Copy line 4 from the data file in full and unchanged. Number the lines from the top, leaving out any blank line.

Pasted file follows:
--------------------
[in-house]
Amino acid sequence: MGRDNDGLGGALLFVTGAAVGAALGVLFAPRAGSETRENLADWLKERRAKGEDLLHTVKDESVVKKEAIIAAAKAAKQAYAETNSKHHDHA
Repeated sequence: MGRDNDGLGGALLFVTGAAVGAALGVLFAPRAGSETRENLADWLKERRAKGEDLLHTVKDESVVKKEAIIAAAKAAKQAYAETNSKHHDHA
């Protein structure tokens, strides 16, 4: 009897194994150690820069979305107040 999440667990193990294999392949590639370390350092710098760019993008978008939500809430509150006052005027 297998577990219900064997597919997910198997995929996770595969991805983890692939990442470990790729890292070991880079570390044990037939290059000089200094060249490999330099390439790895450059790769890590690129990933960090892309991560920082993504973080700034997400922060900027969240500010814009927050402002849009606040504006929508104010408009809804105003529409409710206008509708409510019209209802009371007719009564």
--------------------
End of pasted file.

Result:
């Protein structure tokens, strides 16, 4: 009897194994150690820069979305107040 999440667990193990294999392949590639370390350092710098760019993008978008939500809430509150006052005027 297998577990219900064997597919997910198997995929996770595969991805983890692939990442470990790729890292070991880079570390044990037939290059000089200094060249490999330099390439790895450059790769890590690129990933960090892309991560920082993504973080700034997400922060900027969240500010814009927050402002849009606040504006929508104010408009809804105003529409409710206008509708409510019209209802009371007719009564």